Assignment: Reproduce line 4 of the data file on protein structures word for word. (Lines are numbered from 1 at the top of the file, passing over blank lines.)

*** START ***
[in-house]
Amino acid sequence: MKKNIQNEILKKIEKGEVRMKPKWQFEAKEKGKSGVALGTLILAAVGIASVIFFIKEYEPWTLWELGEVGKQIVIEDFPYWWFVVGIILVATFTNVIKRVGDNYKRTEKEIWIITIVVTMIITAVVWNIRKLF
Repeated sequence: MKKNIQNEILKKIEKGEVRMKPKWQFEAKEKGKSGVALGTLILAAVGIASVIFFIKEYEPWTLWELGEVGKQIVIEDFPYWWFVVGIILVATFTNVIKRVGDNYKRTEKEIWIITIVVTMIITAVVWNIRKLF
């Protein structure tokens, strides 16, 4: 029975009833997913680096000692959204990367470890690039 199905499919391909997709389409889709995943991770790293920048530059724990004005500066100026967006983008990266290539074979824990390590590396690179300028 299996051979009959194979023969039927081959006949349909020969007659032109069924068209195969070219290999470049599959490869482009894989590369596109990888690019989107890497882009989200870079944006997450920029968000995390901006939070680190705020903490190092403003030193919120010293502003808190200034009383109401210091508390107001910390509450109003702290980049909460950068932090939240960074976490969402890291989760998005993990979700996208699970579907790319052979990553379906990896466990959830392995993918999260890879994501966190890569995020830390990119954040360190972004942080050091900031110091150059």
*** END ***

């Protein structure tokens, strides 16, 4: 029975009833997913680096000692959204990367470890690039 199905499919391909997709389409889709995943991770790293920048530059724990004005500066100026967006983008990266290539074979824990390590590396690179300028 299996051979009959194979023969039927081959006949349909020969007659032109069924068209195969070219290999470049599959490869482009894989590369596109990888690019989107890497882009989200870079944006997450920029968000995390901006939070680190705020903490190092403003030193919120010293502003808190200034009383109401210091508390107001910390509450109003702290980049909460950068932090939240960074976490969402890291989760998005993990979700996208699970579907790319052979990553379906990896466990959830392995993918999260890879994501966190890569995020830390990119954040360190972004942080050091900031110091150059």